Why Family Matters
In Montessori education there are three important roles:
Each role is unique, essential, and interrelated. Like the sides of an equilateral triangle, each role is a distinct and separate part, and yet, each connects directly with every other. Teachers provide the social, public, outside-family, general education; parents provide the individual, private, intimate, specific education. Children are most fully supported when the adults in their lives communicate with each other and trust each other, therefore it is critical that both are responsive to the child.
Parent involvement is essential throughout every child’s education. According to A New Generation of Evidence: The Family is Critical to Student Achievement (a report from the National Committee for Citizens in Education by Henderson and Berla, page 160), the most accurate predictor of a student’s achievement in school is not income or social status but the extent to which that student’s family is able to:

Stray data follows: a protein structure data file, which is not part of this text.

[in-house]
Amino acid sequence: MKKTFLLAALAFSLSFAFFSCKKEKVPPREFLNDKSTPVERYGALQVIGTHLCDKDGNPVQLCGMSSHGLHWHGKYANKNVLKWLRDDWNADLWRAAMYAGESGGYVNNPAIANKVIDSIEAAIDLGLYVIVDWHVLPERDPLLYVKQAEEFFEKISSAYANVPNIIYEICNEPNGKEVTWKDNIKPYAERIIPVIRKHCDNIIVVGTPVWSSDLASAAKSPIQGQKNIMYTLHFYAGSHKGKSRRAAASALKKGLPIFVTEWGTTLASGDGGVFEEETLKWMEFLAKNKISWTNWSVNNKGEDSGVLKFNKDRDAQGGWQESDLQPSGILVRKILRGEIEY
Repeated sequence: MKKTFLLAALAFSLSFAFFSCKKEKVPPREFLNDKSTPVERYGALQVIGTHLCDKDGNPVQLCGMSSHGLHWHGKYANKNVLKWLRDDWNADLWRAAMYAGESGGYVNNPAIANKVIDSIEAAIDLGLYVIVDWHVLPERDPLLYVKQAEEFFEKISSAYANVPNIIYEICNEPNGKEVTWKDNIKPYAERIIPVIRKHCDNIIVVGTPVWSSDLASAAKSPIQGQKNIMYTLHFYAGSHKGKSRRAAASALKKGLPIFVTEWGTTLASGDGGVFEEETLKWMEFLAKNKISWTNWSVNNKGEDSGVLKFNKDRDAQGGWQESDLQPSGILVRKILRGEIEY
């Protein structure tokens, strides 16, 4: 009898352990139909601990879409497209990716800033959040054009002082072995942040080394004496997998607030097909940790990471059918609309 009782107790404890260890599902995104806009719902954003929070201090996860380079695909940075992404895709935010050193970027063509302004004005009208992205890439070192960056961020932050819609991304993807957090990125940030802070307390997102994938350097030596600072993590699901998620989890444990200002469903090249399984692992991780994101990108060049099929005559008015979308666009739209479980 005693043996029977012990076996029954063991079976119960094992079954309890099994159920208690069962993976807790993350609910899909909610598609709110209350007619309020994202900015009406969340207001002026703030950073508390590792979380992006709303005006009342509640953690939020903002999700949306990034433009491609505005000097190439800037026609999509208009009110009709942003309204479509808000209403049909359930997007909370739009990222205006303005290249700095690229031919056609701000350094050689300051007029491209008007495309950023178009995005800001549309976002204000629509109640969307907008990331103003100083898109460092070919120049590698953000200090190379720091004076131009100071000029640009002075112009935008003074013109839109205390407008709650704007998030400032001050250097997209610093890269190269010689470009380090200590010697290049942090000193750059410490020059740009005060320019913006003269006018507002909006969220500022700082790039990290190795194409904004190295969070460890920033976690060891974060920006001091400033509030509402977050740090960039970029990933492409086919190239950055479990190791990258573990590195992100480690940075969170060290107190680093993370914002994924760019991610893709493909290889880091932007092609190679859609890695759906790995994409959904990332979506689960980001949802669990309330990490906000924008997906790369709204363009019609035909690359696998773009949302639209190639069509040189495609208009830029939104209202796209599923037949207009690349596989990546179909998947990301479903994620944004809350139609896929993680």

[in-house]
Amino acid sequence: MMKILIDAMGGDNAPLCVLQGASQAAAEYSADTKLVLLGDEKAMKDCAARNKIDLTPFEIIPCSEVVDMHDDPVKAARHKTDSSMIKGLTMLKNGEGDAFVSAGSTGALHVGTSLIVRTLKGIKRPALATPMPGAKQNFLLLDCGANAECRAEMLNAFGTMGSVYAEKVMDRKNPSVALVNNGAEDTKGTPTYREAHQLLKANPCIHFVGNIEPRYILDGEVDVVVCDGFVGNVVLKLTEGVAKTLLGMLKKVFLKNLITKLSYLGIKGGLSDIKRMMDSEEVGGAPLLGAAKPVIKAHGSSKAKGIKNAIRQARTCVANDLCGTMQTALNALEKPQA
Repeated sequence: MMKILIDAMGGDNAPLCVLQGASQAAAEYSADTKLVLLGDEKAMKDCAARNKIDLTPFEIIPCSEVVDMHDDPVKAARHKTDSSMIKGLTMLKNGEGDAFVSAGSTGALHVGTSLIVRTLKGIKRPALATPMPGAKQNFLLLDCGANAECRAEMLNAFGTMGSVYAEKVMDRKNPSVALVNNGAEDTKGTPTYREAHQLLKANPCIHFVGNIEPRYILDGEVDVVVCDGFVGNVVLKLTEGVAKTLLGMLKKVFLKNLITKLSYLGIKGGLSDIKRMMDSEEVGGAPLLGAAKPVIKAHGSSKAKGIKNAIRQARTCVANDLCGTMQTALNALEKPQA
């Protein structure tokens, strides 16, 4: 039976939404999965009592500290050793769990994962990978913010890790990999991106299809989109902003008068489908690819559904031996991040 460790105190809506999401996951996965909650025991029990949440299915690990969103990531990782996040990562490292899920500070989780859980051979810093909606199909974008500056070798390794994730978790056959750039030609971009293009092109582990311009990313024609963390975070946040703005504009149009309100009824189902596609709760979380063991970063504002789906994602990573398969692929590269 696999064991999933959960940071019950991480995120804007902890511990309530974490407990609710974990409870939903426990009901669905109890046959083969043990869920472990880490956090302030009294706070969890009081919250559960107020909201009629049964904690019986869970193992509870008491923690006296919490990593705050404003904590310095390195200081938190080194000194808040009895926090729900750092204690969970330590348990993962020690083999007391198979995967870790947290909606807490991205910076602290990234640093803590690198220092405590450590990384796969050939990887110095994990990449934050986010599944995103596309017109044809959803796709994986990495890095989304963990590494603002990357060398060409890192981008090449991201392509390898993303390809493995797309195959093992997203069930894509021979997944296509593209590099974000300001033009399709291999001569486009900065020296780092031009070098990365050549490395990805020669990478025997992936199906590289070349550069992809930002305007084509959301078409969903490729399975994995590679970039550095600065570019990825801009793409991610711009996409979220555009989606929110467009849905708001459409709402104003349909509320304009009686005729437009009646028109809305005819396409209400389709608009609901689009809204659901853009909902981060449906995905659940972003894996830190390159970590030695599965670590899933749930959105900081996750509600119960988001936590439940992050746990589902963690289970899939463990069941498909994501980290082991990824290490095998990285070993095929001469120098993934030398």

- Create a home environment that encourages exploration and learning
- Express high (but not unrealistic) expectations for their children’s achievement and future careers
- Become involved in their children’s education at school and in the community.
The Parent’s Role
The Montessori approach to education is based on universal principles of human development that are essential to the work of Montessori teachers, and that are essential to parenting practices too. Building home environments that harmonize with your child’s Montessori class will support their education and development. Your task will be to study and understand, to observe your child at home and at school, to deepen your awareness of Montessori tenets, and to collaborate with your child’s teacher in his or her education.
Specific opportunities may include the following:
- Parent lectures
- Parent-teacher conferences
- Open houses
- Classroom observations
- Read Maria Montessori’s books
- Teacher guided discussion groups
The family has an amazing power. This is why parents and teachers need to study and reflect, to understand each other’s role, and to help one another help the child.